And it comes with a little story behind the name too, a title which more than hints at it’s wonderful character (you’ll also notice the hint in the Latin name for the hop plant, Humulus lupulus).

    Lupulin glands are the bits of hop leaves that contain the oils that impact hop flavour or hop aroma, and those glands are certainly put to masterful use in this beer.

    And it tastes absolutely fantastic!

    Despite being hoppy this isn’t overpowering, and it has a character that most beers can only pine for, with much more flavour than the summer ales that have been around in abundance over last few months. It tastes a little earthy, very fresh and sweet at times.

    Already straight into my list of top beers (a list as changeable as a British summertime), a beer with instant class and a lingering impact.

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    September 2nd, 2009FletchtheMonkeyIPA, Pale Ales
    It’s with great pleasure that I post this on the day of Thornbridge’s grand opening of their new brewery (thanks to Reluctant Scoop for the pics).
    This is an IPA that I’d been eyeing up in my cupboard for a few weeks before I sat down with, and boy, did it not disappoint!
    Halcyon has a hugely hoppy aroma – a grassy rather than floral scent that tingles your tongue on the first sip. It’s initial taste is full of spices and contrasting flavours, and that’s only the beginning! Texture and colour wise it looks uniformly opaque (although I poured it pretty quickly),  but even this doesn’t reflect it’s deep and multifarious taste.
    This is a glorious IPA, remaining refreshing whilst being charismatically strong. It’s strength lingers throughout, becoming more complex with each gulp.
    Let’s use Goose Island IPA as a benchmark of floral, tasty, downright excellent IPAs. Put simply, Halcyon is stronger, deeper and brings more to the table. Let’s not downgrade Goose Island, it’s in my Top Ten Beers Of All Time, but I can have a few Goose Island on a night out (my last night out in Leeds passing through Reform Bar proofs that) but I might struggle to drink more than one Halcyon in a bar.
    For a hoppy night in however, I don’t think you could do any better. I actually took a break from drinking Halcyon to sample a Sam Smith’s Strawberry beer that Sarah was drinking (fruity beers so far are all she can stomach!) and coming back to Halcyon after it was an absolute joy. The explosion of taste in my mouth seemed twice as powerful and twice as enjoyable as before.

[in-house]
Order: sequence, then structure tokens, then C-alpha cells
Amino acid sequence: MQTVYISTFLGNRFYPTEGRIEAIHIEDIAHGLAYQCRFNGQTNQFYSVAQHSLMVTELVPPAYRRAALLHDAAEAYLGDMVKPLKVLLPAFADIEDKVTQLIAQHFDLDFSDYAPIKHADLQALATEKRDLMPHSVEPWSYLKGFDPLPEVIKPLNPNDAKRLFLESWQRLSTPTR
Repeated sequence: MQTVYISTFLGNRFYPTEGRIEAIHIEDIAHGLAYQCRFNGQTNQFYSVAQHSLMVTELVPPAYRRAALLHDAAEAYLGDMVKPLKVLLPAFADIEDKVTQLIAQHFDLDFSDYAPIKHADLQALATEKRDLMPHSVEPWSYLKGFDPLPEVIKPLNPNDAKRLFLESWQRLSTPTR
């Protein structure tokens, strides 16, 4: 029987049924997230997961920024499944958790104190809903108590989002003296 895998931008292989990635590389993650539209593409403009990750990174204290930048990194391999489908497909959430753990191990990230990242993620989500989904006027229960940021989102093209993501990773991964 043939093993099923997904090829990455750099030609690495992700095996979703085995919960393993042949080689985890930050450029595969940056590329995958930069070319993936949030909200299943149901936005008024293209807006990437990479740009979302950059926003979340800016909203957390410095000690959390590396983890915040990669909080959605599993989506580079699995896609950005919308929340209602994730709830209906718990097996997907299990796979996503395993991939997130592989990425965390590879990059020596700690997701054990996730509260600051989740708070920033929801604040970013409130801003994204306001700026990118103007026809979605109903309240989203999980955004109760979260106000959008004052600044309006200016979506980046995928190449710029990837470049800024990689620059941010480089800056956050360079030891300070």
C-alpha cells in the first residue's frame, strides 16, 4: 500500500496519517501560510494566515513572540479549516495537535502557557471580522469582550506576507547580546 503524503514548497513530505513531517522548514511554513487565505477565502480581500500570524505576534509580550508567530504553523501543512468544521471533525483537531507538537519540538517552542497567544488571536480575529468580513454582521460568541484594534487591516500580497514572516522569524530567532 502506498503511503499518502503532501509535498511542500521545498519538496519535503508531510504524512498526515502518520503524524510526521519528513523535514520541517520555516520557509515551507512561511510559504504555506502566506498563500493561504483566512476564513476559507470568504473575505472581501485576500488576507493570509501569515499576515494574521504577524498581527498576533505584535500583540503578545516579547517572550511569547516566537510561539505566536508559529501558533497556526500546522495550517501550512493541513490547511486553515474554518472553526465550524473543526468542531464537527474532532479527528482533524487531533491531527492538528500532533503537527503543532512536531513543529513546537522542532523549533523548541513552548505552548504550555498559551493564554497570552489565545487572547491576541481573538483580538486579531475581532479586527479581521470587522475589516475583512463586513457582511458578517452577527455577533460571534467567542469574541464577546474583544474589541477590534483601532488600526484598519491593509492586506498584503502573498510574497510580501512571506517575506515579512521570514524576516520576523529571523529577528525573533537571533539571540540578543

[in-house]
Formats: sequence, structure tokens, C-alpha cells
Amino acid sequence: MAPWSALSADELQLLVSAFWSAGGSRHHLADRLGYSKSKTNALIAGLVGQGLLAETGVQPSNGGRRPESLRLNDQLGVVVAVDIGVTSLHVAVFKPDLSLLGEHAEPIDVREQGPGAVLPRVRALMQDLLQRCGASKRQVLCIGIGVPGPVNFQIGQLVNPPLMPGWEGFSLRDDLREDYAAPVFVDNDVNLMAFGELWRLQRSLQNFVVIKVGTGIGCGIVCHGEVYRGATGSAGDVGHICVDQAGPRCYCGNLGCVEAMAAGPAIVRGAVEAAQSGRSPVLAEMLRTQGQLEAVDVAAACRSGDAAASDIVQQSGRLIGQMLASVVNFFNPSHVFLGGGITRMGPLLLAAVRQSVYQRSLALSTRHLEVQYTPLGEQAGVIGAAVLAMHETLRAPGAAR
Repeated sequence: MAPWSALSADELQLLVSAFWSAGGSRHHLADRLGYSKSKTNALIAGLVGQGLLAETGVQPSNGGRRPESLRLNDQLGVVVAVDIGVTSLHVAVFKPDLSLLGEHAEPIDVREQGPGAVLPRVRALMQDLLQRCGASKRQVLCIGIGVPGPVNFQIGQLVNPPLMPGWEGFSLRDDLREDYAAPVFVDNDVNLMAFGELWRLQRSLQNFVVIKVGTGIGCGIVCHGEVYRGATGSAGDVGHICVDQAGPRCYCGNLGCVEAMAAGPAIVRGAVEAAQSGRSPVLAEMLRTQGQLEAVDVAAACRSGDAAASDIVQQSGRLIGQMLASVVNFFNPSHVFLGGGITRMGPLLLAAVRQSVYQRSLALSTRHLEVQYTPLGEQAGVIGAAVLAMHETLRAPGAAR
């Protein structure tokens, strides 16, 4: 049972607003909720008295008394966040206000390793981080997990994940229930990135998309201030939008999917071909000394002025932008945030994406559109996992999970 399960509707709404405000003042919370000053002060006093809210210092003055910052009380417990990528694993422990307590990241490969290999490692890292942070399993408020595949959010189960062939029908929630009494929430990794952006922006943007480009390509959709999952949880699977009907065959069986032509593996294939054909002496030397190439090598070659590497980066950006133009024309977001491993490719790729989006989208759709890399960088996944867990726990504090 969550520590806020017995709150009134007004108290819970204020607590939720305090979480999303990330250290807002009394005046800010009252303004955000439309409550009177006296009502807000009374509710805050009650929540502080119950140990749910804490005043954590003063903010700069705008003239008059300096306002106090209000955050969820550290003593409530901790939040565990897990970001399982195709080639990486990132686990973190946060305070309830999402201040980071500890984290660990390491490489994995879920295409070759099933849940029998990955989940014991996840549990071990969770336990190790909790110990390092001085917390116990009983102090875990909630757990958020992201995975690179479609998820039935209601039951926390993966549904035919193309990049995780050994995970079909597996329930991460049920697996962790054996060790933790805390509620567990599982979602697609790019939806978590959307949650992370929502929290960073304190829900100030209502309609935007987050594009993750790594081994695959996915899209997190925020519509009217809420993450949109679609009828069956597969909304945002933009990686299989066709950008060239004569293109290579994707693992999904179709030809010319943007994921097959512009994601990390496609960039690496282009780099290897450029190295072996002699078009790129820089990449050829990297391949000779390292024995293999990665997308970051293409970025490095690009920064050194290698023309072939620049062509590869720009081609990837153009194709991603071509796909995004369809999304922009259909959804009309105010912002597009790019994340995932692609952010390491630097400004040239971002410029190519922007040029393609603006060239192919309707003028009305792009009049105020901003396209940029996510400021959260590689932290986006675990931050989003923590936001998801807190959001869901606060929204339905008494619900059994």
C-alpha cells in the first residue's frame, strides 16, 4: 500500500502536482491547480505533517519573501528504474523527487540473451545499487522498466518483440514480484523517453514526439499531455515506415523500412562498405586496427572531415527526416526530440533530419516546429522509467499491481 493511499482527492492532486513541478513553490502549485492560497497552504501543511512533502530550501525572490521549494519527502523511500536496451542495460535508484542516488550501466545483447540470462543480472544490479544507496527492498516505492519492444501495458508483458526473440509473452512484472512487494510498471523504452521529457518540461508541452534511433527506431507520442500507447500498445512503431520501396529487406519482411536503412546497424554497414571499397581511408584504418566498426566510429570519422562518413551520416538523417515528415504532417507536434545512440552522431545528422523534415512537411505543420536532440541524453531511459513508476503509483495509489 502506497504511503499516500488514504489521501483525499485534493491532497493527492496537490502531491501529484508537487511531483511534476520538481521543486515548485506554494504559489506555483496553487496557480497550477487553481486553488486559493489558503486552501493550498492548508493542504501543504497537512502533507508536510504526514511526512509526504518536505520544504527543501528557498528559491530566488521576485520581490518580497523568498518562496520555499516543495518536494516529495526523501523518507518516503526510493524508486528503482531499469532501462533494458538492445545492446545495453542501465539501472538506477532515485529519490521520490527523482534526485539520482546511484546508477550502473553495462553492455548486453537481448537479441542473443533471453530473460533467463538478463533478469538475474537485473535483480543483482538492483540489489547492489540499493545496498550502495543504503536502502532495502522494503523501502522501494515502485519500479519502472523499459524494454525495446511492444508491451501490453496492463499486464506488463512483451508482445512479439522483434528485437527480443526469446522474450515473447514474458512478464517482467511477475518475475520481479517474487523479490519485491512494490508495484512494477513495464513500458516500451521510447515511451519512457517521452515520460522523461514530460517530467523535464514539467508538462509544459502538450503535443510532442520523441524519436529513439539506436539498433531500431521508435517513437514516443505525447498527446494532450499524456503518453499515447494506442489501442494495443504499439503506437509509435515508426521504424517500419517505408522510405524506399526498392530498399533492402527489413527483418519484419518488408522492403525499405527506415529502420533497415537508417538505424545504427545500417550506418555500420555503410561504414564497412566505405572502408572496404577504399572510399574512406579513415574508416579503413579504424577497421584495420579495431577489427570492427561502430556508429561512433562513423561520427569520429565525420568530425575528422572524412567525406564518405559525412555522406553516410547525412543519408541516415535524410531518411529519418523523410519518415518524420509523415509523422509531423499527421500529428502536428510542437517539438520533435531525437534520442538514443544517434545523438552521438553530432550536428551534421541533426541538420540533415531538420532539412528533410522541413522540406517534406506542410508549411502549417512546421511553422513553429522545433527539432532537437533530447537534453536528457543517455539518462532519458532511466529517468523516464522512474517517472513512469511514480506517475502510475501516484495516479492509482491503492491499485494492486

To sum it up, Halcyon is bloomin’ brilliant, and, like Radiohead this weekend at Leeds, I’m glad it something had to wait a few years for, despite the glowing and unrelenting reviews that tempted me so often.
    I can honestly say this is a beer that isn’t caught up in hyperbole not ballyhoo (yes I used a thesaurus for that one!)…it really is very, very good beer.
    not cloIt’s with great pleasure that I post this on the day of Thornbridge’s grand opening of their new brewery (thanks to Reluctant Scoop for the pics).

    Halcyon IPA

    This is an IPA that I’d been eyeing up in my cupboard for a few weeks before I sat down with, and boy, did it not disappoint!

    Halcyon IPA by Thornbridge has a hugely hoppy aroma – a grassy rather than floral scent that tingles your tongue on the first sip. It’s initial taste is full of spices and contrasting flavours, and that’s only the beginning! Texture and colour wise it looks uniformly opaque (although I poured it pretty quickly),  but even this doesn’t reflect it’s deep and multifarious taste.

    Halcyon - the best IPA in the UK?

    Halcyon - the best IPA in the UK?

    This is a glorious IPA, remaining refreshing whilst being charismatically strong. It’s strength lingers throughout, becoming more complex with each gulp.

    Let’s use Goose Island IPA as a benchmark of floral, tasty, downright excellent IPAs. Put simply, Halcyon is stronger, deeper and brings more to the table. Let’s not downgrade Goose Island, it’s in my Top Ten Beers Of All Time, but I can have a few Goose Island on a night out (my last night out in Leeds passing through Reform Bar proves that) but I might struggle to drink more than one Halcyon in a bar.

    For a hoppy night in however, I don’t think you could do any better than this, another hop affair from Thornbridge. I actually took a break from drinking Halcyon to sample a Sam Smith’s Strawberry beer that Sarah was drinking (fruity beers so far are all she can stomach!) and coming back to Halcyon after it was an absolute joy. The explosion of taste in my mouth seemed twice as powerful and twice as enjoyable as before.

    To sum it up, Halcyon is bloomin’ brilliant, and, like Radiohead this weekend at Leeds, I’m glad it’s something I had to wait a few years for despite the glowing and unrelenting reviews that tempted me so often.

    I can honestly say this is a beer that isn’t caught up in hyperbole nor ballyhoo (yes I used a thesaurus for that one!)…it really is a very, very, very good beer.